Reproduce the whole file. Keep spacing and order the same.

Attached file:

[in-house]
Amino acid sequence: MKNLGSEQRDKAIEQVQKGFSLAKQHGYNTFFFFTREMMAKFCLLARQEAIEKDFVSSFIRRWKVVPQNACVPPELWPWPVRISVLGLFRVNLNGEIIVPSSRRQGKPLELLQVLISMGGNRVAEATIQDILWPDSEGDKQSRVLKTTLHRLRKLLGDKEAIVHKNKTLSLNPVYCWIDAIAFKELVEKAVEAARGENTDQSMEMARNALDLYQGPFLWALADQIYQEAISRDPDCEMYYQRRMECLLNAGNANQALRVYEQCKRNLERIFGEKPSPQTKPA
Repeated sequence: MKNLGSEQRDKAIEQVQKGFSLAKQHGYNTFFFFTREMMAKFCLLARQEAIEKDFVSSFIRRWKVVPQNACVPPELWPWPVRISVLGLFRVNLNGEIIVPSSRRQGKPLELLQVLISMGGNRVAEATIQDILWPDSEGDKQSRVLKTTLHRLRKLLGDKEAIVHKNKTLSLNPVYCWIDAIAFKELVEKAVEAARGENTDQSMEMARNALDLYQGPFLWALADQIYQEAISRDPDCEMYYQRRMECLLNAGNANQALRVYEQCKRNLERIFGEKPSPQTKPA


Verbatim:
[in-house]
Amino acid sequence: MKNLGSEQRDKAIEQVQKGFSLAKQHGYNTFFFFTREMMAKFCLLARQEAIEKDFVSSFIRRWKVVPQNACVPPELWPWPVRISVLGLFRVNLNGEIIVPSSRRQGKPLELLQVLISMGGNRVAEATIQDILWPDSEGDKQSRVLKTTLHRLRKLLGDKEAIVHKNKTLSLNPVYCWIDAIAFKELVEKAVEAARGENTDQSMEMARNALDLYQGPFLWALADQIYQEAISRDPDCEMYYQRRMECLLNAGNANQALRVYEQCKRNLERIFGEKPSPQTKPA
Repeated sequence: MKNLGSEQRDKAIEQVQKGFSLAKQHGYNTFFFFTREMMAKFCLLARQEAIEKDFVSSFIRRWKVVPQNACVPPELWPWPVRISVLGLFRVNLNGEIIVPSSRRQGKPLELLQVLISMGGNRVAEATIQDILWPDSEGDKQSRVLKTTLHRLRKLLGDKEAIVHKNKTLSLNPVYCWIDAIAFKELVEKAVEAARGENTDQSMEMARNALDLYQGPFLWALADQIYQEAISRDPDCEMYYQRRMECLLNAGNANQALRVYEQCKRNLERIFGEKPSPQTKPA